Relict Trillium Under the umbrella of AFC protection programs, the agency monitors and controls the spread of invasive species such as kudzu, Japanese privet, bamboo, and others. Alabama’s 2008 Forest Action Plan identifies threats such as invasive species and diseases that could threaten the health of forestlands. The plan promotes strategies such as performing surveys and monitoring invasive species, to address threats to the forests and access funding from federal resources. The AFC also monitors endangered and threatened species through the federal Threatened and Endangered Species Act of 1973, which identifies habitats that are crucial for endangered plants and animals and maintains data on each one. Currently 128 species are listed as endangered or threatened in Alabama, including the Alabama cavefish, Red Hills salamander, green pitcher plant, and relict trillium. As growth and industrialization continues in the state, it remains vital for the AFC to provide protection of endangered and threatened species while still maintaining the productivity of the state’s forests.
Constitution Oak in Geneva County The AFC manages several educational programs to promote conservation and teach the public on the importance of healthy forests. The Champion Tree Program was created in 1970 to discover and record the largest of each native tree species in Alabama. After a “Champion” tree is identified by the AFC, the nominated tree receives a marker plaque and the property owner receives a certificate. This designation encourages landowners to preserve and protect the trees for future generations. The Famous and Historical Tree Program implemented in 1981 locates and recognizes trees that have historical significance. The categories are based on notable people, conservation, well-known educational institutions, the arts, and sciences. This program helps preserve the history of Alabama and the trees themselves. As part of the Forest in the Classroom Program, schoolchildren learn about wildlife habitat, maintaining forest health, and products made from trees. The AFC organizes visits to outdoor classroom facilities that provide important opportunities for learning in the forest environment. Children may also learn about forestry jobs and careers in the forestry industry. The agency also provides private forest landowners Treasured Forests magazine, published in the spring, summer, and fall, providing information on controlled burning, pests and diseases, invasive species, and other topics important to forestry health.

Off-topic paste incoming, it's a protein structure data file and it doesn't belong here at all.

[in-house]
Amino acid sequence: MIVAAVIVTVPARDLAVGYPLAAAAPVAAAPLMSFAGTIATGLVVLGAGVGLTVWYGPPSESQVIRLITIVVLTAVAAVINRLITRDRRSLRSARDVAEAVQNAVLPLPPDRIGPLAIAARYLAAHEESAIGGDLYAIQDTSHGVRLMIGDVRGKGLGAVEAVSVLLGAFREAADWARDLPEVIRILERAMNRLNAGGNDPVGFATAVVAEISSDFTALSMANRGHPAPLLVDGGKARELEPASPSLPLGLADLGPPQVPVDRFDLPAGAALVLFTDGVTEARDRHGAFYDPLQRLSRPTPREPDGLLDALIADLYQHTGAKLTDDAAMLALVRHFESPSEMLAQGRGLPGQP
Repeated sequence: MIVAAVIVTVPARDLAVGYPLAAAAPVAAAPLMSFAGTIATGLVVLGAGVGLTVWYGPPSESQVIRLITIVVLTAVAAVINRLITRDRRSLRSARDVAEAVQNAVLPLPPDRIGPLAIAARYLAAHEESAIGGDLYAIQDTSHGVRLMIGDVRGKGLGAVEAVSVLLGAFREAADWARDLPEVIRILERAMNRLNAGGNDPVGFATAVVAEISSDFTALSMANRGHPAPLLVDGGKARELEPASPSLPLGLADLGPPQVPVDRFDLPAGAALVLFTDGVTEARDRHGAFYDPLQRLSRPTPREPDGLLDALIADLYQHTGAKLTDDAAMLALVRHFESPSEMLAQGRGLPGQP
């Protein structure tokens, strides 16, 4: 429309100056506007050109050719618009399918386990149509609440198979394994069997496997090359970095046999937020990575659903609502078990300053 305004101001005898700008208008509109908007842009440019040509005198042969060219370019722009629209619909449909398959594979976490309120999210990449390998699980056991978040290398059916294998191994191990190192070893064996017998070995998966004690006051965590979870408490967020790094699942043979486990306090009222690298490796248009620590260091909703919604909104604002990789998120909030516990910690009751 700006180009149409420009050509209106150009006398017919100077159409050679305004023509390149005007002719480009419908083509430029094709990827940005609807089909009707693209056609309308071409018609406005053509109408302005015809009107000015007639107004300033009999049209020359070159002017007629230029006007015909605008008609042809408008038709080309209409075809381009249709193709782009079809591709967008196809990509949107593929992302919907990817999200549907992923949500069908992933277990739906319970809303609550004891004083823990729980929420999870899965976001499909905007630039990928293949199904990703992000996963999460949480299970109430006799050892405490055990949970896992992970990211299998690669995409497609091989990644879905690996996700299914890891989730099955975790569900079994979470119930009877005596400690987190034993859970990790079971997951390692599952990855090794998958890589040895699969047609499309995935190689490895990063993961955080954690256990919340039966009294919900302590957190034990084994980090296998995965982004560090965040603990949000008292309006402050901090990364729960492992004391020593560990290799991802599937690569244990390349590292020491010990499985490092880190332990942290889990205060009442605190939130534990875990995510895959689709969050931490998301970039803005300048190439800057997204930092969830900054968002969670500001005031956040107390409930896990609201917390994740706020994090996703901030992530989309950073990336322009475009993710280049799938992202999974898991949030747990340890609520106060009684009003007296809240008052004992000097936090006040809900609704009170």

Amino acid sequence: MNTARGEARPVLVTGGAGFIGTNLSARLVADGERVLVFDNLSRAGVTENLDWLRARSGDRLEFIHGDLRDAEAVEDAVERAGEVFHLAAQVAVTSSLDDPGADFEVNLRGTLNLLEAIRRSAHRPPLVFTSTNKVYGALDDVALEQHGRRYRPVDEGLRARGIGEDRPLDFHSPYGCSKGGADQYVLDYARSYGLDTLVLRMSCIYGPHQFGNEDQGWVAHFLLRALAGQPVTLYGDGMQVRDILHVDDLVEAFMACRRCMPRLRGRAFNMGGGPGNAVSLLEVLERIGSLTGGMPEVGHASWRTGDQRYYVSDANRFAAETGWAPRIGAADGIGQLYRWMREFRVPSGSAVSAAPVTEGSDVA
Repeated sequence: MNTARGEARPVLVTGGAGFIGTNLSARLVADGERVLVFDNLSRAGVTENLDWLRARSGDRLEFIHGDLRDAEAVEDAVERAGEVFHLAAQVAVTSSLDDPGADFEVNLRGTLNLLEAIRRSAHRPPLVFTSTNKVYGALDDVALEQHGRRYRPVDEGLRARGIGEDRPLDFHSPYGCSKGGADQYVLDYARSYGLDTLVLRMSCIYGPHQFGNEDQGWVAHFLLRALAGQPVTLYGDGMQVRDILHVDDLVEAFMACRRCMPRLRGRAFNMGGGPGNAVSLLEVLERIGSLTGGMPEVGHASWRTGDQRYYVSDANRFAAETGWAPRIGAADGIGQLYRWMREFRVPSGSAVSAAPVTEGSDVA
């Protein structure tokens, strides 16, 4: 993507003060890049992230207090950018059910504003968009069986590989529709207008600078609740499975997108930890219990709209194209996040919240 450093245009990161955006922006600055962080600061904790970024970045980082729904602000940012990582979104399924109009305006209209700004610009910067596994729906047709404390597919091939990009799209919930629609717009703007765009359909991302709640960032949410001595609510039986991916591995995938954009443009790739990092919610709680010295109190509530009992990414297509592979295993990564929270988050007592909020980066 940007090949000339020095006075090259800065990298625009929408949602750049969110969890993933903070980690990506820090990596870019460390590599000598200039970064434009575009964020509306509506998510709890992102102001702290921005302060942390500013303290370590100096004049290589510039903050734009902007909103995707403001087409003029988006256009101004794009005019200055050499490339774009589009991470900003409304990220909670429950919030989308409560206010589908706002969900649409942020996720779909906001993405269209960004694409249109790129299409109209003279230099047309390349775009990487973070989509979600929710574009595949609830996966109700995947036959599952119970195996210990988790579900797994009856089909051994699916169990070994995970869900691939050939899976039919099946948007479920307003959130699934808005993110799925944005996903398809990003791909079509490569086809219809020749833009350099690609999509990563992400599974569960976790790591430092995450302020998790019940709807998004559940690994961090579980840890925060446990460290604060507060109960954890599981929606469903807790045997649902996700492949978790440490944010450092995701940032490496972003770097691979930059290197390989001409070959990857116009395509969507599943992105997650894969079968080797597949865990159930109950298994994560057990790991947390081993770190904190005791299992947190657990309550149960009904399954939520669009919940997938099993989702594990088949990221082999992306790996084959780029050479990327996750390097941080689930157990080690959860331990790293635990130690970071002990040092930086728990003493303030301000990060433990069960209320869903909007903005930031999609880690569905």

The commission is overseen by a seven-member board appointed by the governor. A “State Forester” heads the agency and its executive, management, and protection divisions. The assistant state forester supervises each of the four regional offices, managed by a regional forester. The largest number of commission employees, who are primarily forestry specialists and rangers, work for the regional offices.
The Alabama Forestry Commission implements its mission to protect Alabama forests, help landowners manage private forest lands, and educate the public on the value of healthy forests by implementing various programs. These efforts help provide valuable income from forest products and still maintain vital habitat for the native species of plants and wildlife. Healthy forest lands are crucial to maintain clean water and air quality in the state for future generations of Alabamians. As industrialization and urban development continue in Alabama AFC provides the needed resources for landowners to maintain healthy productive forests.